You may not find this terribly rewarding unless you're included here, so this is a good time for casual and random browsers to turn back before they get too caught up in the sweep and majesty of the proceedings and can't let go.
We're not based in Europe anymore, and we've struggled through the covid-19 lockdowns like everyone else, so we haven't set foot in Italy since February 2019. Now we're making up for lost time with mad sightseeing, but missing the cats even more sorely as the days fly by.
23 November 2022 begins in our pleasant newly assigned hotel room under the roof of the Hotel Guiderocchi, with a plan.
We leave the hotel out the back door, because . . .
. . . we've been told that there is a walkable route up to the Fortress Pia at the top of the Annunziata hill, here at the southwestern edge of the old town. It's probably 'walkable' indeed in the most technical sense of the word, but . . . ooof.
We've made it this far, there's no turning back now. That young lady below has passed us several times, in both directions, at a full gallop. Endlessly up and down the 'Scalinata Annunziata'.
Topping out on a road leading to the Chiesa della Santissima Annunziata, now undergoing lavori di somma urgenza, works of the highest urgency, apparently because of seismic events of 2016.
This is the Parco dell'Annunziata facing out from the convent complex, including a little playground, with the belltower of the Church of Saint Angelus Magno on the roadway down below.
This was once a vast medieval complex built over the remains of old Roman buildings, including a hospital until 1250, when St Peter the Martyr handed it over to some Augustinian nuns, who added the smaller of the two cloisters. From 1481 to 1861 the convent and church were governed by the Friars Minor Observant of Ascoli.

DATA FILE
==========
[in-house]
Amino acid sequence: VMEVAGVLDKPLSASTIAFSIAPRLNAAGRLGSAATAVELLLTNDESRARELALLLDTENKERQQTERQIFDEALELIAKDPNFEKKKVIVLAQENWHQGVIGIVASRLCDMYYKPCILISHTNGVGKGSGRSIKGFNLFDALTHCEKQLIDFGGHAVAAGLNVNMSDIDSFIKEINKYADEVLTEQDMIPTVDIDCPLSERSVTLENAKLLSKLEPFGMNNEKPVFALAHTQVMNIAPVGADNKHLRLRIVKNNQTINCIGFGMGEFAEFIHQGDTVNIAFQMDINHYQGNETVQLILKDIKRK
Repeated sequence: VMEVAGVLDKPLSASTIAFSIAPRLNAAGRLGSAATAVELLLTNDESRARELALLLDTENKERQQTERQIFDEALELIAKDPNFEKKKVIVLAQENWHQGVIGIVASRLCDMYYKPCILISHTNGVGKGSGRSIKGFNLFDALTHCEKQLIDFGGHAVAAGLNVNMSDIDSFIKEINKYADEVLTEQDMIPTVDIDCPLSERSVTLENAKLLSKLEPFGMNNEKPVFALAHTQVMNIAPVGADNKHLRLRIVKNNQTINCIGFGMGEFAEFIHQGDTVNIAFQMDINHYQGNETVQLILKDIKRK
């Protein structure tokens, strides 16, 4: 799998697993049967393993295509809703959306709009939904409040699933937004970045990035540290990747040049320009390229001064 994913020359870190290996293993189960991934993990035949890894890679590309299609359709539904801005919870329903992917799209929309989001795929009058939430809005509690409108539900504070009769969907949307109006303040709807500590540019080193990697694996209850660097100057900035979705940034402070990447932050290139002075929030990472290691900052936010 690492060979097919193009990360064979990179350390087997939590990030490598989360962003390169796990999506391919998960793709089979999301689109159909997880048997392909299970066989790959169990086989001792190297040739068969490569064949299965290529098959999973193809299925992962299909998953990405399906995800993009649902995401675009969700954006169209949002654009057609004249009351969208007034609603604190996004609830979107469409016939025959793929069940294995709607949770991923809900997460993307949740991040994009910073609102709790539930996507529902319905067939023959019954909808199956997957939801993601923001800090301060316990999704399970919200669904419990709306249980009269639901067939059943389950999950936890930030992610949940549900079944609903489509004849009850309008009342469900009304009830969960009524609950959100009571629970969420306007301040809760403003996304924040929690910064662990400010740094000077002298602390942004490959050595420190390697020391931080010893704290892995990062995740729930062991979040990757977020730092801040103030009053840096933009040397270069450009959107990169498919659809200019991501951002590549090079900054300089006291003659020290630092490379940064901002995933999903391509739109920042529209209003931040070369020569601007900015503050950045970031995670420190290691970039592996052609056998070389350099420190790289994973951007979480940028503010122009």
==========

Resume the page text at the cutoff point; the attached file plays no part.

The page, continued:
From 1882 the complex became the first agricultural college in Italy, but in 1933 it was converted to an institute for orphan girls; thereafter it was abandoned for a long time, during which a number of artworks by Crivelli and others were looted, now in the National Gallery in London and the Louvre.
This is the larger of the two cloisters and it's fitted out as a college level educational institution, as the headquarters of the School of Architecture and Design, 'Unicam' (University of Camerino), and the property is part of the heritage of the Fondo Edifici di Culto.
The entire religious complex, behind a portico with eight arches, is made up of a vast building which includes the former church, the former convent, the former refectory of the friars, and two cloisters. The main cloister dates back to the 14th century, and the minor one has an ancient well from the 15th century.
It's time for lunch.